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April 2013 Archive for U.S. Farm Report Mailbag

RSS By: U.S. Farm Report, US Farm Report

Comments, questions, opinions...this is your chance to speak out regarding anything and everything reported on U.S. Farm Report. Viewer feedback updated regularly.

Viewers Speak: Price-Setting, Tillage Types and John's Salary

Apr 29, 2013

***Editor’s Note: The following viewer reaction is in response to the April 27-28, 2013 edition of U.S. Farm Report…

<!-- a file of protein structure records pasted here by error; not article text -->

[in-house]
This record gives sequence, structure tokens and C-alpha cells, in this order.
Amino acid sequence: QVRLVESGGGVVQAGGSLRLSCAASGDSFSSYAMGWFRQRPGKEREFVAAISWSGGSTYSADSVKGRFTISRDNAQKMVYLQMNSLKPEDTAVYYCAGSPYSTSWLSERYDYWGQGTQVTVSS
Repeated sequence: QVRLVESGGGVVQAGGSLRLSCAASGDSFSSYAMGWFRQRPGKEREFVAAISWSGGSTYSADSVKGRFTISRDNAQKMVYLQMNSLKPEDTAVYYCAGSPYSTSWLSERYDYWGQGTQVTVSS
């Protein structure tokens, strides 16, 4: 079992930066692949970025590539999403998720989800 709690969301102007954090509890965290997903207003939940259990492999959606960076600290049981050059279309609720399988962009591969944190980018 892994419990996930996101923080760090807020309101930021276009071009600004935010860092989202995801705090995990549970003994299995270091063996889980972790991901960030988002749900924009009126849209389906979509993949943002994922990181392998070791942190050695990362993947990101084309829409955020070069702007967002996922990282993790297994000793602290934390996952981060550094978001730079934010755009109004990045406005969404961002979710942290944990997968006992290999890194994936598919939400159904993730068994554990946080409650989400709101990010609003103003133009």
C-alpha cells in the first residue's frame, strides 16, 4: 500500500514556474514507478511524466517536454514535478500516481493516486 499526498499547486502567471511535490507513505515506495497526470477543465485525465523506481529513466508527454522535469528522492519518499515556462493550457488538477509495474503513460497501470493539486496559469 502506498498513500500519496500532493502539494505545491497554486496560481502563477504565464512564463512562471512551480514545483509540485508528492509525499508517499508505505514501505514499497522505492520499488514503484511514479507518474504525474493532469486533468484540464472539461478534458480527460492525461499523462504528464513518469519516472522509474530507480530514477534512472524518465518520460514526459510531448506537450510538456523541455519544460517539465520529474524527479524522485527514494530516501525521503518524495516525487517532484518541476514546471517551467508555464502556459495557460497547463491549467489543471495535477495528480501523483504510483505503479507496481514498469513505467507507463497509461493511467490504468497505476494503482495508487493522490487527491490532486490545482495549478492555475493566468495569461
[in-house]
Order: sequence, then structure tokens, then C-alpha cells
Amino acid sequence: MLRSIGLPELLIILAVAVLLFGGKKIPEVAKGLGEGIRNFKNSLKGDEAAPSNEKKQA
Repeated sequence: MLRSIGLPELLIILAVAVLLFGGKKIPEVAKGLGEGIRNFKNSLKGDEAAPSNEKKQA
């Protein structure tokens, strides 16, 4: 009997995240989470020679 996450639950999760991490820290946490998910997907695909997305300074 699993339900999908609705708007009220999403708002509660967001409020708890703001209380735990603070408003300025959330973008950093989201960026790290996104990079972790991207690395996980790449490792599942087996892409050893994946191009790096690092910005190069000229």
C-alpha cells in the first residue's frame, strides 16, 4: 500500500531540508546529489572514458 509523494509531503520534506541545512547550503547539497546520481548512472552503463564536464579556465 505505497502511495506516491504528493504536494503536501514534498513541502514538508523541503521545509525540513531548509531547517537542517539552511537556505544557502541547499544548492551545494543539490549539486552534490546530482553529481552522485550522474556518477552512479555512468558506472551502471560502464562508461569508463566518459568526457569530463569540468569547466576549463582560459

#1: This is in response to your comments on farmers setting their own prices. It is evident from your comments that you are a crop farmer and not a livestock or dairy farmer. Not once in my 20 years of farming have I been able to go to the livestock sale barn or to the milk plant and tell them I want x amount for my product. We take what we get and go on about our business. Livestock farming, like crop farming, has the advantage of being able to hold their product until prices are "right" for selling. However, dairy farming, there is no holding product. You sell no matter what the price/cwt. As for other big business, they do set their own prices as well, they figure what they have in a product and then inflate the end price to the consumer several times, thus they are then able to give rebates, cash back, discounts, etc. Most of the time I would say they are still recouping the money they have invested in that product.  —Michelle Wright, Wright Dairy, Cabool, Mo.